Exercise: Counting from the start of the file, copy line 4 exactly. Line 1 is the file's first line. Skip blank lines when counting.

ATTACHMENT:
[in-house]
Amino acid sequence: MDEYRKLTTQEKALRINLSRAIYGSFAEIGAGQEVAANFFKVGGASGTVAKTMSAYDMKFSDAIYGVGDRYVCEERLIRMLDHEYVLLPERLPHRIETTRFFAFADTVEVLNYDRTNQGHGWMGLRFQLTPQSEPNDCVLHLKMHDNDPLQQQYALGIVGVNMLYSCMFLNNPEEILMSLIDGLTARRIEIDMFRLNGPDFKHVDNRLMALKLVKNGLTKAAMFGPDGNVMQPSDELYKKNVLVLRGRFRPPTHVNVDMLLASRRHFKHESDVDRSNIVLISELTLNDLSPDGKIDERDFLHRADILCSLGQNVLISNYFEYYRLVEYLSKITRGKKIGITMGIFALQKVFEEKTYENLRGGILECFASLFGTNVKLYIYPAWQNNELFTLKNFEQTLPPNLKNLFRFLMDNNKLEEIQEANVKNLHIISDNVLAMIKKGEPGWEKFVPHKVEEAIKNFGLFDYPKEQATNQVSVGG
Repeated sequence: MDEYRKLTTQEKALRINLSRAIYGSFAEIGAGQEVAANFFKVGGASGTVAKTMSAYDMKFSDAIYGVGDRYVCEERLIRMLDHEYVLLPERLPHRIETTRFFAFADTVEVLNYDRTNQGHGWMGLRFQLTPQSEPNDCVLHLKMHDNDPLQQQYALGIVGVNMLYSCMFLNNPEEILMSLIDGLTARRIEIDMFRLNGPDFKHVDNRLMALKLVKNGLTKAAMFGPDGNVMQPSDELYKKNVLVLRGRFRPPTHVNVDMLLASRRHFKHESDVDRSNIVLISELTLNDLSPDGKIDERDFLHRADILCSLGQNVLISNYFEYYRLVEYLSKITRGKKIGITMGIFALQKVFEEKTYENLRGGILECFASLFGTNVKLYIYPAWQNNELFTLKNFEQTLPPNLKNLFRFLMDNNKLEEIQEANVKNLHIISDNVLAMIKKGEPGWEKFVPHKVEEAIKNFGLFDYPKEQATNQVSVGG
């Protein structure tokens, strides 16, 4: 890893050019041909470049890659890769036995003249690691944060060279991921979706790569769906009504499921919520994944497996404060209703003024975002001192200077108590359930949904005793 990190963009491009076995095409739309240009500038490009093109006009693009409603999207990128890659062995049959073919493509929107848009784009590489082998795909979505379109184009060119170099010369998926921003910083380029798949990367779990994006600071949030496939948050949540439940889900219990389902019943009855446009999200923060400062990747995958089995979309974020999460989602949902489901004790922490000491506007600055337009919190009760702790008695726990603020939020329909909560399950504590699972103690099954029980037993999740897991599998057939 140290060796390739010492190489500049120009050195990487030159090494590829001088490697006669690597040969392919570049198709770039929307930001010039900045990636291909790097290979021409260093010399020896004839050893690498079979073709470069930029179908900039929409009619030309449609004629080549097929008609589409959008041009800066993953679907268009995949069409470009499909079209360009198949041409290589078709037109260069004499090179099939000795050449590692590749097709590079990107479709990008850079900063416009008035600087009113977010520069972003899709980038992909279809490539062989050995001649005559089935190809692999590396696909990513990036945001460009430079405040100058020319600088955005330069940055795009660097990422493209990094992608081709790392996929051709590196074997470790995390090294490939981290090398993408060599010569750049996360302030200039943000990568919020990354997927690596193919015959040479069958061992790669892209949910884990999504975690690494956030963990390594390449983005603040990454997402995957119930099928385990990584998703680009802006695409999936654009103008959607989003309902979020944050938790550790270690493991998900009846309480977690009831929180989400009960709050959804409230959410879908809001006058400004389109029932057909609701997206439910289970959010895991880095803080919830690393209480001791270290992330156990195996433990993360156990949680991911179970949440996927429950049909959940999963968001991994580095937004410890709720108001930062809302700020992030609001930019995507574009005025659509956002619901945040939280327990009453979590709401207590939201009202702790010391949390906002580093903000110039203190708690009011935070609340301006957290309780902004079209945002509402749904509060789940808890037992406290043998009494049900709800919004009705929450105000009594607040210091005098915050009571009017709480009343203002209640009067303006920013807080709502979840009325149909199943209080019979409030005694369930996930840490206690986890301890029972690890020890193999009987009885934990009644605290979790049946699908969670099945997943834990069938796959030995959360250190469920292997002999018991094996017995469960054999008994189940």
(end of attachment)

């Protein structure tokens, strides 16, 4: 890893050019041909470049890659890769036995003249690691944060060279991921979706790569769906009504499921919520994944497996404060209703003024975002001192200077108590359930949904005793 990190963009491009076995095409739309240009500038490009093109006009693009409603999207990128890659062995049959073919493509929107848009784009590489082998795909979505379109184009060119170099010369998926921003910083380029798949990367779990994006600071949030496939948050949540439940889900219990389902019943009855446009999200923060400062990747995958089995979309974020999460989602949902489901004790922490000491506007600055337009919190009760702790008695726990603020939020329909909560399950504590699972103690099954029980037993999740897991599998057939 140290060796390739010492190489500049120009050195990487030159090494590829001088490697006669690597040969392919570049198709770039929307930001010039900045990636291909790097290979021409260093010399020896004839050893690498079979073709470069930029179908900039929409009619030309449609004629080549097929008609589409959008041009800066993953679907268009995949069409470009499909079209360009198949041409290589078709037109260069004499090179099939000795050449590692590749097709590079990107479709990008850079900063416009008035600087009113977010520069972003899709980038992909279809490539062989050995001649005559089935190809692999590396696909990513990036945001460009430079405040100058020319600088955005330069940055795009660097990422493209990094992608081709790392996929051709590196074997470790995390090294490939981290090398993408060599010569750049996360302030200039943000990568919020990354997927690596193919015959040479069958061992790669892209949910884990999504975690690494956030963990390594390449983005603040990454997402995957119930099928385990990584998703680009802006695409999936654009103008959607989003309902979020944050938790550790270690493991998900009846309480977690009831929180989400009960709050959804409230959410879908809001006058400004389109029932057909609701997206439910289970959010895991880095803080919830690393209480001791270290992330156990195996433990993360156990949680991911179970949440996927429950049909959940999963968001991994580095937004410890709720108001930062809302700020992030609001930019995507574009005025659509956002619901945040939280327990009453979590709401207590939201009202702790010391949390906002580093903000110039203190708690009011935070609340301006957290309780902004079209945002509402749904509060789940808890037992406290043998009494049900709800919004009705929450105000009594607040210091005098915050009571009017709480009343203002209640009067303006920013807080709502979840009325149909199943209080019979409030005694369930996930840490206690986890301890029972690890020890193999009987009885934990009644605290979790049946699908969670099945997943834990069938796959030995959360250190469920292997002999018991094996017995469960054999008994189940």